Sitting here in comfy sweats watching ‘Sex and the City’ and wondering how I’ve never watched it all the way through before now. Coincidentally, it was my good friend Carrie who convinced me of the education I would be endowed after finishing all six seasons from start to finish. I’m currently halfway through and in my mid-twenties am astonished by how much of these four single women’s anecdotes I can hilariously and saddeningly relate to.
Now, don’t spoil it for me if I haven’t gotten to this part yet, but one thing I can’t seem to grasp is how unfailingly easy it is for these women to simply get past their failed relationships—aside from Carrie’s Mr. Big of course. They find a flaw or a con or have a bad date or this or that and they can so easily walk away. I know, I know, you’re thinking, “Emily, these are fictional people.” But seriously, in today’s day and age of social media connectivity overload, simply walking away feels damn near impossible. But is virtually being connected at all times through a few finger swipes on your cell phone what is really hindering us from letting go of failed relationships? Or is it that change is truly hard to accept for the majority of us?
I’ve always felt I welcomed change with open arms, but the older I’ve gotten, the more I’ve realized I don’t always take change in stride. Especially the end-of-a-relationship kind of change. I’ve grown to value stability, consistency, schedules, planning ahead. It’s hard, change. And when a relationship ends, it can sometimes stop you in your tracks. It can make you feel like time has stopped yet the rest of the world keeps on spinning without you. Ugh, it all sounds so incredibly cliché, but am I the only one who would rather a broken leg than a broken heart? Stick with me here–you’ve spent the last however many months or years developing constancy and routine with this person, romantically, platonically, or otherwise, and then it’s *over* for one reason or another—and once the relationship ends the change begins. Is this really a bad thing though?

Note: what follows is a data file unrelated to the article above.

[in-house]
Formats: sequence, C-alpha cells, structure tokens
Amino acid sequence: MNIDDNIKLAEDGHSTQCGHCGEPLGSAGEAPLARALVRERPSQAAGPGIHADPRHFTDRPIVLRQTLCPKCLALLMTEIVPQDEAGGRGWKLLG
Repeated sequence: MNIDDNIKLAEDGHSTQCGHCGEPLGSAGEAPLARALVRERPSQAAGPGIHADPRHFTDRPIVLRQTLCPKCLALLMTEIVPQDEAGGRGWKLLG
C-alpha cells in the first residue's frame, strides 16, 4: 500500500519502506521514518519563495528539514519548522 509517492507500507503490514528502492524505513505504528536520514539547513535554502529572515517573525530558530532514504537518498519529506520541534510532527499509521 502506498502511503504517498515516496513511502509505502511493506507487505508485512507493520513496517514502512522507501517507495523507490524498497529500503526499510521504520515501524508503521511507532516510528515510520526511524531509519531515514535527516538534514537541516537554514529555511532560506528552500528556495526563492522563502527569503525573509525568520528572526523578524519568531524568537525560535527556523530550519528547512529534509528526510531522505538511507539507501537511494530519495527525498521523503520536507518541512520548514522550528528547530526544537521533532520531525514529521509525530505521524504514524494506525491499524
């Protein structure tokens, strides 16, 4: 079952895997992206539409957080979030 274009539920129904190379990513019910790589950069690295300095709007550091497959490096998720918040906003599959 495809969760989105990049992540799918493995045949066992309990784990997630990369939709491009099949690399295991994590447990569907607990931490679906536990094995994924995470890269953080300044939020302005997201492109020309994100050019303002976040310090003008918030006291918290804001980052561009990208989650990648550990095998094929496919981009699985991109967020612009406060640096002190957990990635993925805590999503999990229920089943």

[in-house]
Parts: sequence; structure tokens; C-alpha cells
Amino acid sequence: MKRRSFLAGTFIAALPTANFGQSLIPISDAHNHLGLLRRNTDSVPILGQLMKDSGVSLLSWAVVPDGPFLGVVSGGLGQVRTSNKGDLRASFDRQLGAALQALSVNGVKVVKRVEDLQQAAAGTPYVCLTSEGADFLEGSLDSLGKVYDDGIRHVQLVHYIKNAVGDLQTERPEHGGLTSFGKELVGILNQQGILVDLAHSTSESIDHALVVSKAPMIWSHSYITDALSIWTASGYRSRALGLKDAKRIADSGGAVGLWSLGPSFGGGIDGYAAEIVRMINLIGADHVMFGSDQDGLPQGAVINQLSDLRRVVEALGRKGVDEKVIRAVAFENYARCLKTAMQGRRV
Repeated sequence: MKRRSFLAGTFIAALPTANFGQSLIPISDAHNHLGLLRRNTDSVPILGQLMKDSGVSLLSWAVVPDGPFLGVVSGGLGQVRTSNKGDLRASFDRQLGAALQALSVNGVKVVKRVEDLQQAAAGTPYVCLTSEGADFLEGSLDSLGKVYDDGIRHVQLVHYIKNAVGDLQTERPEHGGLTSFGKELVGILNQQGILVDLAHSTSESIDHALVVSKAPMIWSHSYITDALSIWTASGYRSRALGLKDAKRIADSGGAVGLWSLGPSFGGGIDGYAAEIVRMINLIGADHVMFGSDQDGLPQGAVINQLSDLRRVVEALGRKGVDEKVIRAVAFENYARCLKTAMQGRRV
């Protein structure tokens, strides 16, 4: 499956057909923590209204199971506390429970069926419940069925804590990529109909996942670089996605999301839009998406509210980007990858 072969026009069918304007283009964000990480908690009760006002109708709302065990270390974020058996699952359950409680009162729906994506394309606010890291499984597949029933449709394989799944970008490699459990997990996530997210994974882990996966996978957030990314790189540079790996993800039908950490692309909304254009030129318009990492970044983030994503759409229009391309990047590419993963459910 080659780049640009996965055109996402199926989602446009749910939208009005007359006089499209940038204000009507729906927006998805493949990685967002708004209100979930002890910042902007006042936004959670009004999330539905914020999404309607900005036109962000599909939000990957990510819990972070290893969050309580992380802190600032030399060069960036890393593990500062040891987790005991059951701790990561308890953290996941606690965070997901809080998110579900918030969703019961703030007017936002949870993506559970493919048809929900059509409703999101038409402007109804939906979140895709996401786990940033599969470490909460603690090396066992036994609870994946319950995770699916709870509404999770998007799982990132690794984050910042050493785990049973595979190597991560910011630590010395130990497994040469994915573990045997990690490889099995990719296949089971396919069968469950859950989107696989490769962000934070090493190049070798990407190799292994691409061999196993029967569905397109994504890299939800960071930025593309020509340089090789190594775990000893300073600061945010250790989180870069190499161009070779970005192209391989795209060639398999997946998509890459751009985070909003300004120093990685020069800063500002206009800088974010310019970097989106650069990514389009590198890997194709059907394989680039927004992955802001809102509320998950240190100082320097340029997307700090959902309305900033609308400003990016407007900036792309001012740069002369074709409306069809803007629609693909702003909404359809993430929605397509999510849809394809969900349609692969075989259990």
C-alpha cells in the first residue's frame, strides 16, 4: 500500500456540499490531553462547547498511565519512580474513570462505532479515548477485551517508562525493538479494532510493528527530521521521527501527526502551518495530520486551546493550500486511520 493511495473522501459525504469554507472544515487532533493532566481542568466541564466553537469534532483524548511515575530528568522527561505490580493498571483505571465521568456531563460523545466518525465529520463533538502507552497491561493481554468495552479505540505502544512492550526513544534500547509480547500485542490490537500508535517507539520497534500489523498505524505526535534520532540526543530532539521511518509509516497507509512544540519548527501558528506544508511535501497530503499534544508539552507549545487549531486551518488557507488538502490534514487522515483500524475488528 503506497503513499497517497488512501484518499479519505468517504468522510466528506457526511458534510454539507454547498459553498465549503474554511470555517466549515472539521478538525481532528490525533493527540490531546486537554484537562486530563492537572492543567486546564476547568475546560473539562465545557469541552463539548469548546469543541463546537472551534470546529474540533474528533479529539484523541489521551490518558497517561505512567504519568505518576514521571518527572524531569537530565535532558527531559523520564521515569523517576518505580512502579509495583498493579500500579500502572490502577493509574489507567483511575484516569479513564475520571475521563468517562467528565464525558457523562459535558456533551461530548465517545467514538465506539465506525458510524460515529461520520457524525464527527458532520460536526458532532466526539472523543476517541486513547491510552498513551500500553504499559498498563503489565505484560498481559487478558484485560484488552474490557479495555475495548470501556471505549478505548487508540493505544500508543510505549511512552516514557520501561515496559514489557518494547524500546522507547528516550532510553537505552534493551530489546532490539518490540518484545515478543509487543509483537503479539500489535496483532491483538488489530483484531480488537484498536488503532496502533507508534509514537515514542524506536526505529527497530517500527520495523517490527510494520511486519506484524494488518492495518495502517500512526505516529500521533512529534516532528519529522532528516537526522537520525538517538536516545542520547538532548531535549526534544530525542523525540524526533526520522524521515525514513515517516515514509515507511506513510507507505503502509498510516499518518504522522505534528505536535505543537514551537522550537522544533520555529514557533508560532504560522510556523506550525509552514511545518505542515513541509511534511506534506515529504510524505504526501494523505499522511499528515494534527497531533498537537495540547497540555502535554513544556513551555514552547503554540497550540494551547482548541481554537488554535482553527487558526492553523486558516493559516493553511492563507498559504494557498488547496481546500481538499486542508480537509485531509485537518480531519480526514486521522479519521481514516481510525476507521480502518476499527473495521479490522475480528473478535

I say all this to pose these questions: Why is it so difficult to walk away from that which ultimately brings us into a transitionary period in our lives? What is it about letting go and entering the unknown that is so truly terrifying? Is change not just a part of life?
Mulling over this with another girlfriend, we both realized we had been guilty of pining over past relationships, romantic and platonic, and the memories and emotions that accompanied those relationships. We both came up empty at first to my previously posed questions. Why is it so damn difficult to just embrace the positives of moving on from failed relationships? Is it too much to think of them as failed instead of seeing them as ‘not the right fit?’ Am I still beating the same dead horse here?
I’ll leave you all with this: I may not have all the answers to the age-old question, why is change so hard? Your mom might have an opinion, your girlfriend, your ex, whomever. But the truth of the matter may in fact lie between your own personal readiness to accept the new and the fact that things simply don’t always work out how we would have hoped. Such is life, I guess.